Janine noticed, while studying some cube numbers, that if you take three consecutive whole numbers and multiply them together and then add the middle number of the three, you get the middle number. . . .

Take a number, add its digits then multiply the digits together, then multiply these two results. If you get the same number it is an SP number.

An article which gives an account of some properties of magic squares.

Professor Korner has generously supported school mathematics for more than 30 years and has been a good friend to NRICH since it started.

The final of five articles which containe the proof of why the sequence introduced in article IV either reaches the fixed point 0 or the sequence enters a repeating cycle of four values.

Can you rearrange the cards to make a series of correct mathematical statements?

Start with any whole number N, write N as a multiple of 10 plus a remainder R and produce a new whole number N'. Repeat. What happens?

In this 7-sandwich: 7 1 3 1 6 4 3 5 7 2 4 6 2 5 there are 7 numbers between the 7s, 6 between the 6s etc. The article shows which values of n can make n-sandwiches and which cannot.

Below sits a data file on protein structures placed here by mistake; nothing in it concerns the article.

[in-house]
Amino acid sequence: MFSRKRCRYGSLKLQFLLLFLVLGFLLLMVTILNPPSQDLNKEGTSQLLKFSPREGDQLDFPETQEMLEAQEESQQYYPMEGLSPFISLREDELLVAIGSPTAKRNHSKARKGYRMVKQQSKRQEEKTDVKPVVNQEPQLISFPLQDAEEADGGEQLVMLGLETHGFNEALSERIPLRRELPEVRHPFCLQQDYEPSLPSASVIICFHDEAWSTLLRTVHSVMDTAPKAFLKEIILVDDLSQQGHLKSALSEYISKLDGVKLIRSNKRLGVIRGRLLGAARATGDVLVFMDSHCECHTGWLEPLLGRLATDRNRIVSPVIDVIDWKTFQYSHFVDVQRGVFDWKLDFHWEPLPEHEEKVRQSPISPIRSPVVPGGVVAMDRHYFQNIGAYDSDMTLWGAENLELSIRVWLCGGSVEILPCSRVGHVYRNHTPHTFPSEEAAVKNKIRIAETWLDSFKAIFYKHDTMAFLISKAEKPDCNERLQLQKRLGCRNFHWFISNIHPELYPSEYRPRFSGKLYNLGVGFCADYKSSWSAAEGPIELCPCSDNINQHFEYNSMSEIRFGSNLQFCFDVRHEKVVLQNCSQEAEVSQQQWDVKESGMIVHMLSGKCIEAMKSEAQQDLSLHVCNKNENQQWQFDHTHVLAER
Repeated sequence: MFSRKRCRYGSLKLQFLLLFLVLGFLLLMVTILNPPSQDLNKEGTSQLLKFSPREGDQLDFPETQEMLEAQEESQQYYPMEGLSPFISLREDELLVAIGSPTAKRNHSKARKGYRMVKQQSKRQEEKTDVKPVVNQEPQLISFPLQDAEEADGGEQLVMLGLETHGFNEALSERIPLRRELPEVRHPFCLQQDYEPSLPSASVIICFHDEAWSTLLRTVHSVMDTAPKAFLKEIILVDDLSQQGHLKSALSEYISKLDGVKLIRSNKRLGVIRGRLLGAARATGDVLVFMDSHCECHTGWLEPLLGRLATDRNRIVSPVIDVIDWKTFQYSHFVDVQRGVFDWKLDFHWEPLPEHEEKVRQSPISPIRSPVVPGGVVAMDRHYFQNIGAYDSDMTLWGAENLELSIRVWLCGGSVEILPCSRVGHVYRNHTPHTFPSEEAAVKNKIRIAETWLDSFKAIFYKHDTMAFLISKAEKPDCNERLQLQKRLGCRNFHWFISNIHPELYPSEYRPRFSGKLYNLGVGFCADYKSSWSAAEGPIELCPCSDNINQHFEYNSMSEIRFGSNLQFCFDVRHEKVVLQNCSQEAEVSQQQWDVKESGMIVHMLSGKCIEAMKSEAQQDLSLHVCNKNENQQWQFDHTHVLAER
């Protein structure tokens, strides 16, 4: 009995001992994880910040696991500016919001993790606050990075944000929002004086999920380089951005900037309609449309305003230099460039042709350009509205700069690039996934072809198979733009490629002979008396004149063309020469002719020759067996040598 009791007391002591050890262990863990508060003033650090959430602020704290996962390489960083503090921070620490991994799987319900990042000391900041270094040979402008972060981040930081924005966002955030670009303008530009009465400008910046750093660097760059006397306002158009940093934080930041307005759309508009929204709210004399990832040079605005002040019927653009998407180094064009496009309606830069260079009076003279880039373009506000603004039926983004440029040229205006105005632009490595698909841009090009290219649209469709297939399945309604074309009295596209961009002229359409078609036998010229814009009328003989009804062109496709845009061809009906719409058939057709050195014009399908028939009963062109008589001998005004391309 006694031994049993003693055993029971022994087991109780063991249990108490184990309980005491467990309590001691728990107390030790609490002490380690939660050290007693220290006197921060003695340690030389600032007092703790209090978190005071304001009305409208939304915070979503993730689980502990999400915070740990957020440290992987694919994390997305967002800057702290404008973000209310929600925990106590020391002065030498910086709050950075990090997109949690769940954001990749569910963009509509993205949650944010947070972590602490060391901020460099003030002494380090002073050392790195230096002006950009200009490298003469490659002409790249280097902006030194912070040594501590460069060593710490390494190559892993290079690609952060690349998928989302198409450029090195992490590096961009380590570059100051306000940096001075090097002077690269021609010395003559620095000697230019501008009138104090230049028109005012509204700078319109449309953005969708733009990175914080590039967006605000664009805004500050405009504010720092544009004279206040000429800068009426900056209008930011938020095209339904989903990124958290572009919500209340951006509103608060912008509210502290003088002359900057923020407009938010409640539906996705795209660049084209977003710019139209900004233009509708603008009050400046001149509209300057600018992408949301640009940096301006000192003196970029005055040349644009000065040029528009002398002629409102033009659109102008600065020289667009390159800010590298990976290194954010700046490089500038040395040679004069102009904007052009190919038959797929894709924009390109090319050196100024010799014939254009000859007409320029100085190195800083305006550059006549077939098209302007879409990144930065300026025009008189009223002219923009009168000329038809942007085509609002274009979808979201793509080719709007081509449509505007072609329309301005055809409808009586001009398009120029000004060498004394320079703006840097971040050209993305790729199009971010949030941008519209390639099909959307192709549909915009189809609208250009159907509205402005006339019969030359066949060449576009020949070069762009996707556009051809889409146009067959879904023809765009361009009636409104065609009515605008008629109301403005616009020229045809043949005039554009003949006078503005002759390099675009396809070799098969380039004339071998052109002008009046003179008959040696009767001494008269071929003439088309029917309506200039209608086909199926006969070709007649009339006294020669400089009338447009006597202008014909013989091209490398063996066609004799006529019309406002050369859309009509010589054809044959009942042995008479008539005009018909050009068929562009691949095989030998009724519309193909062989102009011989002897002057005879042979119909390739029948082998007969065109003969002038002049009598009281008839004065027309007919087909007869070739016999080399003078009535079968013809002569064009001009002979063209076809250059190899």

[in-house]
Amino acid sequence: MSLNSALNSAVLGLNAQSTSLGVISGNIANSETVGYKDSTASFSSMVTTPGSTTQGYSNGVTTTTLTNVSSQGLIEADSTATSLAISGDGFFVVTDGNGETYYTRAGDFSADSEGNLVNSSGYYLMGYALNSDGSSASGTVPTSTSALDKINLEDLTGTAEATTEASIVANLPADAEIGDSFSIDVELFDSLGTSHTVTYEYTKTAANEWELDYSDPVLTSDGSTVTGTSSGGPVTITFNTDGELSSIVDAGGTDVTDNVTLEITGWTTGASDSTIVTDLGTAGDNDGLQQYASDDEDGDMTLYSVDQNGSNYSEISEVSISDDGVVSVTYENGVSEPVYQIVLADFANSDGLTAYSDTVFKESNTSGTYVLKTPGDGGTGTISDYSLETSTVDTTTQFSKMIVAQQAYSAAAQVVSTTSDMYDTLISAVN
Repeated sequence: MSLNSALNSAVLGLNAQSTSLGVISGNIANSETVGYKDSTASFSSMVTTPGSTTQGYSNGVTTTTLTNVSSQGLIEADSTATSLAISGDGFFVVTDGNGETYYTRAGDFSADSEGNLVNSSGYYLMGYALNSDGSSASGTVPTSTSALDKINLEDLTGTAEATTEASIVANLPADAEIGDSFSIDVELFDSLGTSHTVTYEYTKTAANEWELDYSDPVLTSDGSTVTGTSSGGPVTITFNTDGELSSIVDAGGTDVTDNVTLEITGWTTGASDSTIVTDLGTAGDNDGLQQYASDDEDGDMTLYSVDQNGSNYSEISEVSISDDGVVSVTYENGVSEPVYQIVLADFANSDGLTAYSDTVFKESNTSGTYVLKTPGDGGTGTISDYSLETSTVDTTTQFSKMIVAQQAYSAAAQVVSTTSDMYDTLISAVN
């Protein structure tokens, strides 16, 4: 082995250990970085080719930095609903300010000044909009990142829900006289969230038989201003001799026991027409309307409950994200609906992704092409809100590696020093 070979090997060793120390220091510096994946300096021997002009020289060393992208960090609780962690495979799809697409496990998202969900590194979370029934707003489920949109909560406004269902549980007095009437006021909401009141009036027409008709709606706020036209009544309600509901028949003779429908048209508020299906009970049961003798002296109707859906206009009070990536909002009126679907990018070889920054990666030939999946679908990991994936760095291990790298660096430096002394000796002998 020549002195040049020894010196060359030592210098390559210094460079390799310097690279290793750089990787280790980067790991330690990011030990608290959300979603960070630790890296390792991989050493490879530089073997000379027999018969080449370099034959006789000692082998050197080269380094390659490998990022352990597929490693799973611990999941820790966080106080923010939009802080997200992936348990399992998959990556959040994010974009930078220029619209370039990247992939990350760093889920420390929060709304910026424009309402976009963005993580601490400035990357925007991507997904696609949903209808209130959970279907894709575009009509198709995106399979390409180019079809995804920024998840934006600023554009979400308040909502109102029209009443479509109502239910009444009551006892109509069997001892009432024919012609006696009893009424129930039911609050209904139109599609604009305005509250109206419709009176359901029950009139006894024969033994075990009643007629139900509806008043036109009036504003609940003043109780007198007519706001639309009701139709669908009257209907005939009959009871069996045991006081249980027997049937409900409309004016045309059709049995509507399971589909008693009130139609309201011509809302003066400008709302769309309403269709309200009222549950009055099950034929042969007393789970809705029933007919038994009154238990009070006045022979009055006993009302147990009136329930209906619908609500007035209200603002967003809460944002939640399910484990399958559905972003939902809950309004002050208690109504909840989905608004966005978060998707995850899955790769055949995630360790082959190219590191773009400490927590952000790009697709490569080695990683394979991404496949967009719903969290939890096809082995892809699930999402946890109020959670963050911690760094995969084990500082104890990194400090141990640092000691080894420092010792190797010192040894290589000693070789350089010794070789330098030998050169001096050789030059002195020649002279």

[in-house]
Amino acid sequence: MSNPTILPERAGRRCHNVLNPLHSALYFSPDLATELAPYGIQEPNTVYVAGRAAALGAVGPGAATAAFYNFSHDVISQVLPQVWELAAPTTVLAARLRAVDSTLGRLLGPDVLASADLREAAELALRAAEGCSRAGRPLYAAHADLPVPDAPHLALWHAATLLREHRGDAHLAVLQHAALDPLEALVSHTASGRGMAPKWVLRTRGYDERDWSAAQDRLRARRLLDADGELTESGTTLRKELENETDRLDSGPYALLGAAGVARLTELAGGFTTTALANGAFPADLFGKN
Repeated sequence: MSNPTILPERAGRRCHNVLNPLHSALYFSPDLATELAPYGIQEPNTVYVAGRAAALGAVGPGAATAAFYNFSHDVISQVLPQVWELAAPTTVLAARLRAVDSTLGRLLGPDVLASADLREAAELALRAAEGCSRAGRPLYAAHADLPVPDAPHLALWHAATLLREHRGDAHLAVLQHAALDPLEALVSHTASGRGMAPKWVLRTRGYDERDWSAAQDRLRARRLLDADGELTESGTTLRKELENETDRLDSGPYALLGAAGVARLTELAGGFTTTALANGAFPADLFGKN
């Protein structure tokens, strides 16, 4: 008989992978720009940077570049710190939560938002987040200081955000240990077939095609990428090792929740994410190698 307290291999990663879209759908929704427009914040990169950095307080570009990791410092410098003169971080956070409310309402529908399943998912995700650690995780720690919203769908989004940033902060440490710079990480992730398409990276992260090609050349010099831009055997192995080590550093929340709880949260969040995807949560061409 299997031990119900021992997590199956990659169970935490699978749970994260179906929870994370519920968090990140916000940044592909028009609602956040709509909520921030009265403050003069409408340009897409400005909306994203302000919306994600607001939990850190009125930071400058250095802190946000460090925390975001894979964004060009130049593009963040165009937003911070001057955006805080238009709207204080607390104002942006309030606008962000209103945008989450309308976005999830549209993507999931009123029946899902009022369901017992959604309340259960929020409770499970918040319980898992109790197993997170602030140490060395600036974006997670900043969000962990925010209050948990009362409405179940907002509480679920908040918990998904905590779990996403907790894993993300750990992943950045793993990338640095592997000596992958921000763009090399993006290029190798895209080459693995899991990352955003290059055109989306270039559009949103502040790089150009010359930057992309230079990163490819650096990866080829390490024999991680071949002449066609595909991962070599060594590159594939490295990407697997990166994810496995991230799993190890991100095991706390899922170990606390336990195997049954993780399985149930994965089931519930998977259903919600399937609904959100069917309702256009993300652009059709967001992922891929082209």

An article about the strategy for playing The Triangle Game which appears on the NRICH site. It contains a simple lemma about labelling a grid of equilateral triangles within a triangular frame.

You have twelve weights, one of which is different from the rest. Using just 3 weighings, can you identify which weight is the odd one out, and whether it is heavier or lighter than the rest?

Explore a number pattern which has the same symmetries in different bases.

To find the integral of a polynomial, evaluate it at some special points and add multiples of these values.

Show that for natural numbers x and y if x/y > 1 then x/y>(x+1)/(y+1}>1. Hence prove that the product for i=1 to n of [(2i)/(2i-1)] tends to infinity as n tends to infinity.

Prove that in every tetrahedron there is a vertex such that the three edges meeting there have lengths which could be the sides of a triangle.